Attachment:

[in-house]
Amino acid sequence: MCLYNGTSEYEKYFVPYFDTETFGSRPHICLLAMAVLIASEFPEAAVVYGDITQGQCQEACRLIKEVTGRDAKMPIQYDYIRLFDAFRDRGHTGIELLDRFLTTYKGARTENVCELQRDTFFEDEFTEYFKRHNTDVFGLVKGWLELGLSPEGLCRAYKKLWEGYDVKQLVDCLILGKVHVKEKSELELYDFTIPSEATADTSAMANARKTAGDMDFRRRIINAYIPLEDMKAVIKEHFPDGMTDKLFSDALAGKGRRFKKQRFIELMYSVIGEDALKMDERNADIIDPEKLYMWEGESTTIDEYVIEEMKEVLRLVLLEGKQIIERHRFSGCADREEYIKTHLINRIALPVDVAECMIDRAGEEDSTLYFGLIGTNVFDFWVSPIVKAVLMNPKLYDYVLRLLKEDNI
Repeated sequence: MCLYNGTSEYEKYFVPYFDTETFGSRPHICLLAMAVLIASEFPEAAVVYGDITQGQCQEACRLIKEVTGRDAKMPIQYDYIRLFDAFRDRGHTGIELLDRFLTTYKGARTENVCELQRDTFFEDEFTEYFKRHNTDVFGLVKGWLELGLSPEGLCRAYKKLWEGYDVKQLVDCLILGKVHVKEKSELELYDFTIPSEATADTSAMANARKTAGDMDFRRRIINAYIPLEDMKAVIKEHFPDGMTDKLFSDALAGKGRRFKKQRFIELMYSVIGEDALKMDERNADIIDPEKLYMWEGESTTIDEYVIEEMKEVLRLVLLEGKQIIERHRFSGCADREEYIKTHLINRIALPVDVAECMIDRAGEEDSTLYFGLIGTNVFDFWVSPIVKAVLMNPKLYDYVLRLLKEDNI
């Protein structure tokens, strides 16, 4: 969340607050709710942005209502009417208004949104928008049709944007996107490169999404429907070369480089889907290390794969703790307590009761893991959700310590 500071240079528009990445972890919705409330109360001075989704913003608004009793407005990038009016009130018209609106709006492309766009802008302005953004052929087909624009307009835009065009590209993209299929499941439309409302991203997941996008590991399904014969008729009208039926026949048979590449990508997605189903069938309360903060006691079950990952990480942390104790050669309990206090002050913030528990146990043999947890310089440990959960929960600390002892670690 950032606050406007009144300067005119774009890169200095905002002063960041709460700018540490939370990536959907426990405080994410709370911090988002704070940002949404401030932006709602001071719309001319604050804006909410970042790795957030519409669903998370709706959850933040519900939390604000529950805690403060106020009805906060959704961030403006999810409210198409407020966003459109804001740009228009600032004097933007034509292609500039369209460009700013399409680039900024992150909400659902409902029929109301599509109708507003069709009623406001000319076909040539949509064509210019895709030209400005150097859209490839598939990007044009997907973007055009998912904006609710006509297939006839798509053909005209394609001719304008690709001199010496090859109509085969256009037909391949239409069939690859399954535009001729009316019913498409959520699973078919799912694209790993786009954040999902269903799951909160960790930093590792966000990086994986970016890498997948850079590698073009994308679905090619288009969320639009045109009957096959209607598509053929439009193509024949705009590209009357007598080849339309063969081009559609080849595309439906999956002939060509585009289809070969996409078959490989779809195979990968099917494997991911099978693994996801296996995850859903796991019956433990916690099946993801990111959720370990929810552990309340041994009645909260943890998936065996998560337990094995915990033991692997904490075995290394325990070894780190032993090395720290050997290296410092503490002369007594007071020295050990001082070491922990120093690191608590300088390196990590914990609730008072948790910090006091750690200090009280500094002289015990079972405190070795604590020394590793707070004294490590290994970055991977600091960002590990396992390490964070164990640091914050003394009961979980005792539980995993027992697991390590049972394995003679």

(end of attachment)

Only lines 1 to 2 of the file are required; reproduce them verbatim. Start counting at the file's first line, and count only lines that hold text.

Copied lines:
[in-house]
Amino acid sequence: MCLYNGTSEYEKYFVPYFDTETFGSRPHICLLAMAVLIASEFPEAAVVYGDITQGQCQEACRLIKEVTGRDAKMPIQYDYIRLFDAFRDRGHTGIELLDRFLTTYKGARTENVCELQRDTFFEDEFTEYFKRHNTDVFGLVKGWLELGLSPEGLCRAYKKLWEGYDVKQLVDCLILGKVHVKEKSELELYDFTIPSEATADTSAMANARKTAGDMDFRRRIINAYIPLEDMKAVIKEHFPDGMTDKLFSDALAGKGRRFKKQRFIELMYSVIGEDALKMDERNADIIDPEKLYMWEGESTTIDEYVIEEMKEVLRLVLLEGKQIIERHRFSGCADREEYIKTHLINRIALPVDVAECMIDRAGEEDSTLYFGLIGTNVFDFWVSPIVKAVLMNPKLYDYVLRLLKEDNI